In the first moments of Tuesday night’s This Is Us premiere, Madison (Caitlin Thompson) confides to Kevin (Justin Hartley) her stress about being pregnant with twins at this particular moment. “It feels like this is all happening just as the world is falling apart,” she says.
“The virus thing?” he responds, dating the events of the two-part, two-hour premiere to the stretch of spring when the coronavirus was making its way to America. “Madison, trust me, I’m a movie star. I think if there was really something to worry about my agent would have…” He stops because he’s interrupted by a phone call—and also, probably, the reality of what exactly is to come.
And thus launches what will be, from a pop-culture standpoint, our new normal. Or, depending on how you look at it—and on your feelings about this show—our new nightmare.
The first draft of pandemic programming is over. Shows that were scripted during the start of lockdown, filmed through Zoom videos, or self-shot in performers’ homes documented the first, often awkward, subjectively unpleasant attempts at dramatizing these unprecedented times for TV.
Love in the Time of Corona, Coastal Elites, Connecting…, and Social Distance were admirable, if uneven experiments. Those efforts strived to bottle the lightning storm of emotions and fears of those first spring months but were unable to keep up with the pace and escalation of it all, often becoming either quaint or pandering.
But now we have TV shows back in production on actual sets. We have long-running, beloved series returning, forced to reckon with how the pandemic would alter the lives of the characters we’ve followed and loved. COVID is scheduled to factor into a slew of returning fall TV series, including Grey’s Anatomy and Superstore, both of which will chronicle how essential workers are affected by it. And This Is Us might be the first big fan-favorite to come back with the coronavirus as a major character.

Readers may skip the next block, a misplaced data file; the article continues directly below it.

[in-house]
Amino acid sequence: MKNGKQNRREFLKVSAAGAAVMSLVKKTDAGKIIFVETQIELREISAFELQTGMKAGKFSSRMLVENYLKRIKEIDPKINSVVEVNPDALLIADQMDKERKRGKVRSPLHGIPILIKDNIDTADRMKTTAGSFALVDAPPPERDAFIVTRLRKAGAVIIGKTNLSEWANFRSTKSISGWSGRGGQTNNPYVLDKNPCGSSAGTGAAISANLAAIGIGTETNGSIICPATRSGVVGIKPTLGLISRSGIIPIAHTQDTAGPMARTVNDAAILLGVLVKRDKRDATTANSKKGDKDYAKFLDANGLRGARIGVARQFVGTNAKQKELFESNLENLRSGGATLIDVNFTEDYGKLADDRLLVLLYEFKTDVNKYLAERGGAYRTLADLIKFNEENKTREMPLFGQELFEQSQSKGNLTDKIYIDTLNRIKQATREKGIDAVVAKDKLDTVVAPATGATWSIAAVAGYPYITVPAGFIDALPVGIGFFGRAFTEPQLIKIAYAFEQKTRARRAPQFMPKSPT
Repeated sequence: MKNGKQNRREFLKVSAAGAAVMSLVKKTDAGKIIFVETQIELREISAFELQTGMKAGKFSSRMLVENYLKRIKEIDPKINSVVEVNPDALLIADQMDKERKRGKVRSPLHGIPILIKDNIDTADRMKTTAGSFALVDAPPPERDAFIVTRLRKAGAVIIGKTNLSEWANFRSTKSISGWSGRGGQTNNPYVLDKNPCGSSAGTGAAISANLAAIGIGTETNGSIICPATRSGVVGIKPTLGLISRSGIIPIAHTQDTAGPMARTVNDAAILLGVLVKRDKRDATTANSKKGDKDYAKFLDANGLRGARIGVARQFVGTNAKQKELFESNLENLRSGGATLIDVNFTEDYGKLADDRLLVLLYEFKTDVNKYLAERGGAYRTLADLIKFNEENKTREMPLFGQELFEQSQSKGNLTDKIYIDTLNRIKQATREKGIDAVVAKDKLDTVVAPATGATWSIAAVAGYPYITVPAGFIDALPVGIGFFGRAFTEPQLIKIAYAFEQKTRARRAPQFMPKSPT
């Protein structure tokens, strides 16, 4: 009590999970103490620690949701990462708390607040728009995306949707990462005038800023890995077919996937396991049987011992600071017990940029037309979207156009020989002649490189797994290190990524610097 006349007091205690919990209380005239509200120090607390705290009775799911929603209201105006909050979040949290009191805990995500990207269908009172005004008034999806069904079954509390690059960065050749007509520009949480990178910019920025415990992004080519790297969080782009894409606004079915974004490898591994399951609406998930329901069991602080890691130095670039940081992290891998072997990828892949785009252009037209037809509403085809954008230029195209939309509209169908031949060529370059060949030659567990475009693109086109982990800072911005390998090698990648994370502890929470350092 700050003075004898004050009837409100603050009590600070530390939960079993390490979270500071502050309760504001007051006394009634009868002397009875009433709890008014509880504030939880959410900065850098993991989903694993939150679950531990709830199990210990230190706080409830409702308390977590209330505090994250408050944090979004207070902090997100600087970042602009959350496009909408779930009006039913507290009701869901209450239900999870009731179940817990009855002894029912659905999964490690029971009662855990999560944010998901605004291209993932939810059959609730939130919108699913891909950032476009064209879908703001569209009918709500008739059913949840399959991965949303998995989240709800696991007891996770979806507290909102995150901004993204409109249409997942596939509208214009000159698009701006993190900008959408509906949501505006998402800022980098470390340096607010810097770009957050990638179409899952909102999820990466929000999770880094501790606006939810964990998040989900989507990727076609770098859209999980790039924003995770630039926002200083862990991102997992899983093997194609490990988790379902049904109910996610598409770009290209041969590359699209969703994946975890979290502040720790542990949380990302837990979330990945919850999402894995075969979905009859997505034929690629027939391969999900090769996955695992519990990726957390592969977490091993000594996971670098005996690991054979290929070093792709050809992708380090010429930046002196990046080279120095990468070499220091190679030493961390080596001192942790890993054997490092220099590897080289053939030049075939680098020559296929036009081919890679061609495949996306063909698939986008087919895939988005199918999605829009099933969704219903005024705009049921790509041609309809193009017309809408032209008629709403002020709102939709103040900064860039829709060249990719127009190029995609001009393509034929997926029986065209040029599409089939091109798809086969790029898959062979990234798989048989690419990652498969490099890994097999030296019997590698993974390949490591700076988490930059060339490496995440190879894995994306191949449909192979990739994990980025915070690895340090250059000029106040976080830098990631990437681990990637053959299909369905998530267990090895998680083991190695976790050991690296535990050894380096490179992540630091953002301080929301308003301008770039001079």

By the time the season five premiere wrapped, that first exchange of dialogue between Madison and Kevin ended up seeming an appropriate introduction to how the drama series was going to handle COVID in its storylines.
The instinct is to flinch when Kevin just casually drops “the virus?” bomb, a name-check so visceral given everything that’s going on it’s as if he just uttered your own name and transported you into the series. And if your instinct is to eye roll at the delusional, in hindsight, way he initially downplays its seriousness, it likely won’t be the last time you’ll roll them.
The episode speeds through the naivete of character’s attitudes in the first few months of the pandemic, bumbles its way through over-explaining social distancing protocols that allow the family to be together, and eventually calls out a veritable BINGO card of traumas from the seven months since the series last aired. (Even the underappreciation of the One Day at a Time reboot gets airtime, should the episode not already feel like a surreal hall of mirrors.)
That said, there is something tangibly different about seeing COVID introduced to a series that already existed, rather than watching one of those new shows centered around it. It may even be more palatable.